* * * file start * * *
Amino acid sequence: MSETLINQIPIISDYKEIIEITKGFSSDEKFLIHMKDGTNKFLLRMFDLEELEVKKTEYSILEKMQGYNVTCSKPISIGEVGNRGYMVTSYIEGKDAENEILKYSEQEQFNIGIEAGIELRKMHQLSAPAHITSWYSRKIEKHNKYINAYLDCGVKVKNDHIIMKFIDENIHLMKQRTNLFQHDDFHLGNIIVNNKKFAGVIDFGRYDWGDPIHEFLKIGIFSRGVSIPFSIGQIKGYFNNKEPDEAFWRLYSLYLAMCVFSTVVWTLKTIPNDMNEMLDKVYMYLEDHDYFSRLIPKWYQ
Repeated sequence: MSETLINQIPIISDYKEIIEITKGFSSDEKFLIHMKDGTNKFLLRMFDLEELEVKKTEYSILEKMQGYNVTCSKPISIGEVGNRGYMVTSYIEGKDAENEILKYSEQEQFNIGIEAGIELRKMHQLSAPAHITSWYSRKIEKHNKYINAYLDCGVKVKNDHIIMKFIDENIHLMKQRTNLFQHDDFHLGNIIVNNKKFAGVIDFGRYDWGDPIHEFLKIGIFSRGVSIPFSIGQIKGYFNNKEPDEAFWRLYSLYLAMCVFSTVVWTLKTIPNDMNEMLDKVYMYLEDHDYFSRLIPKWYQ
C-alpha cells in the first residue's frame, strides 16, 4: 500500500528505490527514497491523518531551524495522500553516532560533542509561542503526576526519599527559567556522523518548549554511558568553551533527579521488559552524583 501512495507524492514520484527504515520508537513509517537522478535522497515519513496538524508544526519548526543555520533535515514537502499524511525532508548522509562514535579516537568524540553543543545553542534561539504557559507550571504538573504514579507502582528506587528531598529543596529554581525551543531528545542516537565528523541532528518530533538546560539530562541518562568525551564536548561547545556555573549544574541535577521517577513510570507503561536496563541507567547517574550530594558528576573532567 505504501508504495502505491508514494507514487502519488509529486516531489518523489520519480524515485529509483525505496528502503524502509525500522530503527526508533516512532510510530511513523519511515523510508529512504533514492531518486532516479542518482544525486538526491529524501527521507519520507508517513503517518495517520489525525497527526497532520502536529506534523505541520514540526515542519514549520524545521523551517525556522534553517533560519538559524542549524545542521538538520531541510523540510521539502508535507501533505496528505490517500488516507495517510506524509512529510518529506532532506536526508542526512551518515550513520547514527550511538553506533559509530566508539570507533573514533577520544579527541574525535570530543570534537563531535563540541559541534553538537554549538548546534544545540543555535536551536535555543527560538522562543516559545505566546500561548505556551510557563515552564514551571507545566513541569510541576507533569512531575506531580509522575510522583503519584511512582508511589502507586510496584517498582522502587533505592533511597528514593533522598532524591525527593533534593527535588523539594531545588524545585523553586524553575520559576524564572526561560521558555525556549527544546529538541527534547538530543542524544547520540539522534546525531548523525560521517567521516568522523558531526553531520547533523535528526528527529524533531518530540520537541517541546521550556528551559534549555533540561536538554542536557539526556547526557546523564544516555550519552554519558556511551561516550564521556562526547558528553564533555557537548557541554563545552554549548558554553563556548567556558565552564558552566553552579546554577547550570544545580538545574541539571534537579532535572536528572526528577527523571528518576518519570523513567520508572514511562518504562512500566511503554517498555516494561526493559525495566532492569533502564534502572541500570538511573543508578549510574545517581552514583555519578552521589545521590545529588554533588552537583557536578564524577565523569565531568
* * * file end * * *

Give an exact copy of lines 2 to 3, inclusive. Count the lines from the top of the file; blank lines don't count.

Repeated sequence: MSETLINQIPIISDYKEIIEITKGFSSDEKFLIHMKDGTNKFLLRMFDLEELEVKKTEYSILEKMQGYNVTCSKPISIGEVGNRGYMVTSYIEGKDAENEILKYSEQEQFNIGIEAGIELRKMHQLSAPAHITSWYSRKIEKHNKYINAYLDCGVKVKNDHIIMKFIDENIHLMKQRTNLFQHDDFHLGNIIVNNKKFAGVIDFGRYDWGDPIHEFLKIGIFSRGVSIPFSIGQIKGYFNNKEPDEAFWRLYSLYLAMCVFSTVVWTLKTIPNDMNEMLDKVYMYLEDHDYFSRLIPKWYQ
C-alpha cells in the first residue's frame, strides 16, 4: 500500500528505490527514497491523518531551524495522500553516532560533542509561542503526576526519599527559567556522523518548549554511558568553551533527579521488559552524583 501512495507524492514520484527504515520508537513509517537522478535522497515519513496538524508544526519548526543555520533535515514537502499524511525532508548522509562514535579516537568524540553543543545553542534561539504557559507550571504538573504514579507502582528506587528531598529543596529554581525551543531528545542516537565528523541532528518530533538546560539530562541518562568525551564536548561547545556555573549544574541535577521517577513510570507503561536496563541507567547517574550530594558528576573532567 505504501508504495502505491508514494507514487502519488509529486516531489518523489520519480524515485529509483525505496528502503524502509525500522530503527526508533516512532510510530511513523519511515523510508529512504533514492531518486532516479542518482544525486538526491529524501527521507519520507508517513503517518495517520489525525497527526497532520502536529506534523505541520514540526515542519514549520524545521523551517525556522534553517533560519538559524542549524545542521538538520531541510523540510521539502508535507501533505496528505490517500488516507495517510506524509512529510518529506532532506536526508542526512551518515550513520547514527550511538553506533559509530566508539570507533573514533577520544579527541574525535570530543570534537563531535563540541559541534553538537554549538548546534544545540543555535536551536535555543527560538522562543516559545505566546500561548505556551510557563515552564514551571507545566513541569510541576507533569512531575506531580509522575510522583503519584511512582508511589502507586510496584517498582522502587533505592533511597528514593533522598532524591525527593533534593527535588523539594531545588524545585523553586524553575520559576524564572526561560521558555525556549527544546529538541527534547538530543542524544547520540539522534546525531548523525560521517567521516568522523558531526553531520547533523535528526528527529524533531518530540520537541517541546521550556528551559534549555533540561536538554542536557539526556547526557546523564544516555550519552554519558556511551561516550564521556562526547558528553564533555557537548557541554563545552554549548558554553563556548567556558565552564558552566553552579546554577547550570544545580538545574541539571534537579532535572536528572526528577527523571528518576518519570523513567520508572514511562518504562512500566511503554517498555516494561526493559525495566532492569533502564534502572541500570538511573543508578549510574545517581552514583555519578552521589545521590545529588554533588552537583557536578564524577565523569565531568